However, it was only half a year after becoming friends that they started dating and became a couple. One year after their first meeting, Ivan and Natalia believed they knew each other well enough to make the big decision to get married. What Natalia appreciates the most about Ivan is the kindness and the motivation he shows in everything he does. Ivan, for his part, has always been impressed by Natalia’s liveliness and dynamism.

“After the wedding, we went straight to the central post office to send postcards to our friends around the world.” | Image: Natalia and Ivan

On 26 November 2011, Ivan and Natalia got married at the registry office in Sevastopol, Ukraine. “We were both very nervous on the day, but in the evening the only feeling that remained was happiness. We didn’t even care about the rainy weather. After the wedding, we went straight to the central post office to send postcards to our friends around the world. Among numerous other exciting moments, we also visited a smithy and forged our own horseshoe as a symbol of happiness and luck for a new family,” they recall.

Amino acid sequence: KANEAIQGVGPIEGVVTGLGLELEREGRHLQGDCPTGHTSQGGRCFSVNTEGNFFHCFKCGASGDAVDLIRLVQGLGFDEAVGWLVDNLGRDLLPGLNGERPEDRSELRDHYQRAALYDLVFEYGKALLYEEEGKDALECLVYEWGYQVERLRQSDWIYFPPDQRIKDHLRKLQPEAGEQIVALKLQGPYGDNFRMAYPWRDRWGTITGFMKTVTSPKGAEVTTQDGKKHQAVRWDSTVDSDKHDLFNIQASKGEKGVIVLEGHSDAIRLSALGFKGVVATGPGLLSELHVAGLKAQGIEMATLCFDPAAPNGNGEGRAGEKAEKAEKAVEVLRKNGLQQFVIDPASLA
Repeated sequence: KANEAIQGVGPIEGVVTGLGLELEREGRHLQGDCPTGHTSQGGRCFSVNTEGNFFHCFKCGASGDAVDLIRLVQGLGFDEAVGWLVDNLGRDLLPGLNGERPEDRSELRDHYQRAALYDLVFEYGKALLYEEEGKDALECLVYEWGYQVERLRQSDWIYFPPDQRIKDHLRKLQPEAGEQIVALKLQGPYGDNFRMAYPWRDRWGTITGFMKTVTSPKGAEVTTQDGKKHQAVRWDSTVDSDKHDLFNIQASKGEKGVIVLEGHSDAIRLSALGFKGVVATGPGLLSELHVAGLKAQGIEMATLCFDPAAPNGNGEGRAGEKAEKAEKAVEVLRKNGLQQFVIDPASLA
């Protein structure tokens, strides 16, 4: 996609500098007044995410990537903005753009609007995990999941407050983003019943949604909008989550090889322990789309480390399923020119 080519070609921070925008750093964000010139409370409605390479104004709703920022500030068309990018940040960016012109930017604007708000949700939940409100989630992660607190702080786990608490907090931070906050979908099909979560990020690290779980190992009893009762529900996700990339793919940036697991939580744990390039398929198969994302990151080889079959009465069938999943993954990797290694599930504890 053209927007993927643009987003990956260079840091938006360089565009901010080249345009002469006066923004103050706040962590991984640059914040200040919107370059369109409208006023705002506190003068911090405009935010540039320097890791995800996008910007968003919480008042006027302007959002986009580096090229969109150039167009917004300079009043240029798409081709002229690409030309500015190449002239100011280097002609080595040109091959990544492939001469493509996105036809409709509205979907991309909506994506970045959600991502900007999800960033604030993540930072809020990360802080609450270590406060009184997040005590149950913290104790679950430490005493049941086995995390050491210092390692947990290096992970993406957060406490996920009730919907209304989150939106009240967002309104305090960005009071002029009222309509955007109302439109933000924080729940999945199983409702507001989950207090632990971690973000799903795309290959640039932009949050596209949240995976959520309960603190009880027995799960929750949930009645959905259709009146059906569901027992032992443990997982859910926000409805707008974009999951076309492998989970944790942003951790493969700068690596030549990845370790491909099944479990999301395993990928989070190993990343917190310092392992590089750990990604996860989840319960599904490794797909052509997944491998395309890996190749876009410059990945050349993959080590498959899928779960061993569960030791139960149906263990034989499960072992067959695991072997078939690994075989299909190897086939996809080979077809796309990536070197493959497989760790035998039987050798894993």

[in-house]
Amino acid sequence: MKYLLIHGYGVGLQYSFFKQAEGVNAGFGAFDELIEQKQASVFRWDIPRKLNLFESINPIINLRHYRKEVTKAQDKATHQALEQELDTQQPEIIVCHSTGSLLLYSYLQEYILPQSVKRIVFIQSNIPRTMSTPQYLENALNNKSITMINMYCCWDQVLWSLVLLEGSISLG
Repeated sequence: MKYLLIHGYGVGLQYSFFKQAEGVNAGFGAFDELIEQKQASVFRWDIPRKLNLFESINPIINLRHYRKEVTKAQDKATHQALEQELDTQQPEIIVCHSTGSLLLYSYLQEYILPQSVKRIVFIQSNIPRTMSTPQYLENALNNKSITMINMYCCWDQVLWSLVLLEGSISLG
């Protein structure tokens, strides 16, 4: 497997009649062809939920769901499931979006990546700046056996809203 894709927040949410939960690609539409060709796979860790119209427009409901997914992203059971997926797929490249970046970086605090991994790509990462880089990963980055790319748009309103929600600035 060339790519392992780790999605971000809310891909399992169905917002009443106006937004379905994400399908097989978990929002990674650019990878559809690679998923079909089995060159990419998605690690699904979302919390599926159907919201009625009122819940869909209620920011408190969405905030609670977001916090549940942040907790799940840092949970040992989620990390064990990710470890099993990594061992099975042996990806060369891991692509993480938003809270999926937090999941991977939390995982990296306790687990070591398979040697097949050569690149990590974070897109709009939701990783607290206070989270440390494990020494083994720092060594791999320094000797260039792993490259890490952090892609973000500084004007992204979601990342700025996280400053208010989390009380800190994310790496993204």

The next parcel to arrive

After trying many jobs, from bank clerk to copywriter, Natalia today could not enjoy her work more, as it is directly connected with Postcrossing – she is the administrator for an online postcard shop. She can talk about this theme for hours: “For me, Postcrossing is a great chance to communicate. I have liked postcards ever since I was a child. My mother has a huge collection of postcards that she built up before I was born.”

The news of Natalia and Ivan’s wedding is sent off around the world. | Image: Natalia and Ivan

Ivan, on the other hand, is today one of the dedicated organisers of Postcrossing meet-ups in Ukraine: “Usually we book a table in a café, we bring postcards and sign them for our friends from other countries. We often catch surprised and perplexed glances from other guests… Postcrossing is still something unknown for the majority of people, but we are working hard on its promotion,” says Ivan. He still appreciates above all the times when he receives a little particle of another culture. He is extremely happy when he gets a card from Japan with Japanese characters. “Emails will never replace authentic letters, because letters carry their own energy which can be felt only on the physical level. Digital letters can’t render even half of these emotions, IMHO (in my humble opinion), as net people say,” jokes Ivan.

What Ivan and Natalia now hope to receive, though, is not another postcard, but a bigger type of “parcel.” They are waiting for a stork carrying their baby. And when that happens, they will certainly spread the news to their Postcrossing friends around the world. Signed. Stamped. Postcard sent!